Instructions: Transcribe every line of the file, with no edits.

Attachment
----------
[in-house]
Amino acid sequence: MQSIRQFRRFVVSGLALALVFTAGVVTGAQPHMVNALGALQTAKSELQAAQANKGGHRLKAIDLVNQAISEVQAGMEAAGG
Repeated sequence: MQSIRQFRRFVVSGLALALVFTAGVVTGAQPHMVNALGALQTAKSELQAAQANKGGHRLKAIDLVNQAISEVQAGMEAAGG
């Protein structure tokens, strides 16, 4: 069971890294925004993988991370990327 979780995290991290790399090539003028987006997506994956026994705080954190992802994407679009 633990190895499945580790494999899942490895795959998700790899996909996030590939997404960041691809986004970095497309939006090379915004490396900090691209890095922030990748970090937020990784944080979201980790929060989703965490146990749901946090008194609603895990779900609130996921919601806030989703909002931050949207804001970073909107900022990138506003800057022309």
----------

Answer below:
[in-house]
Amino acid sequence: MQSIRQFRRFVVSGLALALVFTAGVVTGAQPHMVNALGALQTAKSELQAAQANKGGHRLKAIDLVNQAISEVQAGMEAAGG
Repeated sequence: MQSIRQFRRFVVSGLALALVFTAGVVTGAQPHMVNALGALQTAKSELQAAQANKGGHRLKAIDLVNQAISEVQAGMEAAGG
């Protein structure tokens, strides 16, 4: 069971890294925004993988991370990327 979780995290991290790399090539003028987006997506994956026994705080954190992802994407679009 633990190895499945580790494999899942490895795959998700790899996909996030590939997404960041691809986004970095497309939006090379915004490396900090691209890095922030990748970090937020990784944080979201980790929060989703965490146990749901946090008194609603895990779900609130996921919601806030989703909002931050949207804001970073909107900022990138506003800057022309």